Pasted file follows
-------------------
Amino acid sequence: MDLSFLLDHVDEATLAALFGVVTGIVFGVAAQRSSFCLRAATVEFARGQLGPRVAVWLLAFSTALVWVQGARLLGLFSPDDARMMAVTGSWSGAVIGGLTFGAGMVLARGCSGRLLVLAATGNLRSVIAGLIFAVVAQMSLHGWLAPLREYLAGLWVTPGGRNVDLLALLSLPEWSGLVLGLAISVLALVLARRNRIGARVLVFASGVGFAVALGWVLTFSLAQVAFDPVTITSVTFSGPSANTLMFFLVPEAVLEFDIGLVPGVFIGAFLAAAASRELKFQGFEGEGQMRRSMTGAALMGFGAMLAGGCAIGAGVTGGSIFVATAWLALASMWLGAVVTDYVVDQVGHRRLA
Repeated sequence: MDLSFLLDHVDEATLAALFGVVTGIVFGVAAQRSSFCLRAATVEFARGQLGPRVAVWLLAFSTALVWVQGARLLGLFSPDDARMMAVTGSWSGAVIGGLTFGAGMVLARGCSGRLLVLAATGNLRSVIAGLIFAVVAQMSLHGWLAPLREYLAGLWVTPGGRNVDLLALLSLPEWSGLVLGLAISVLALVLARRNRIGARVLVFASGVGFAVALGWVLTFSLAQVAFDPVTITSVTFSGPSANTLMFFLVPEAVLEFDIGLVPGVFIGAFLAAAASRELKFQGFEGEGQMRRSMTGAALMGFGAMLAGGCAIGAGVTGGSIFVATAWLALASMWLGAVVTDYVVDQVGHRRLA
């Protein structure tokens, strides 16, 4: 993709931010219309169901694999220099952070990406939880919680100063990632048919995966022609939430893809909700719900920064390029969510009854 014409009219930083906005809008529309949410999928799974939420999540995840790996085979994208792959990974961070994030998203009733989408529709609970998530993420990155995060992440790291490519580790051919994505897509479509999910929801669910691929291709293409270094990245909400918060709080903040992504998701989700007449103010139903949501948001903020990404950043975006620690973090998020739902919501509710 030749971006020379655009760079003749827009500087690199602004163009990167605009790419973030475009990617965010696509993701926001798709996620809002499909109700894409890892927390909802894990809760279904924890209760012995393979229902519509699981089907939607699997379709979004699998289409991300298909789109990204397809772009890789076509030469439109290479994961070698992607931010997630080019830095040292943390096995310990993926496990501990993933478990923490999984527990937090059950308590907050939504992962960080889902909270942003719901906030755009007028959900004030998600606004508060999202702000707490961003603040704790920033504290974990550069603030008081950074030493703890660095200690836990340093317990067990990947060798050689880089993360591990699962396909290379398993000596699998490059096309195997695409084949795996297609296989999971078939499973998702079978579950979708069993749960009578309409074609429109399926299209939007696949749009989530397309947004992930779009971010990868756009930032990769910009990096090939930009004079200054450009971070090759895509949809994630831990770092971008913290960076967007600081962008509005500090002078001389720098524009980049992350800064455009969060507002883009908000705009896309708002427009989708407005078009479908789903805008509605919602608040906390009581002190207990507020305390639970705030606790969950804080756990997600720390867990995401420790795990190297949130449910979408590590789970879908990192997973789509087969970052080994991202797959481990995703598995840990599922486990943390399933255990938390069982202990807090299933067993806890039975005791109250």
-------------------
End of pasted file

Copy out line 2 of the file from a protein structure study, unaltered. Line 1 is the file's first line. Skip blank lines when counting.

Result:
Repeated sequence: MDLSFLLDHVDEATLAALFGVVTGIVFGVAAQRSSFCLRAATVEFARGQLGPRVAVWLLAFSTALVWVQGARLLGLFSPDDARMMAVTGSWSGAVIGGLTFGAGMVLARGCSGRLLVLAATGNLRSVIAGLIFAVVAQMSLHGWLAPLREYLAGLWVTPGGRNVDLLALLSLPEWSGLVLGLAISVLALVLARRNRIGARVLVFASGVGFAVALGWVLTFSLAQVAFDPVTITSVTFSGPSANTLMFFLVPEAVLEFDIGLVPGVFIGAFLAAAASRELKFQGFEGEGQMRRSMTGAALMGFGAMLAGGCAIGAGVTGGSIFVATAWLALASMWLGAVVTDYVVDQVGHRRLA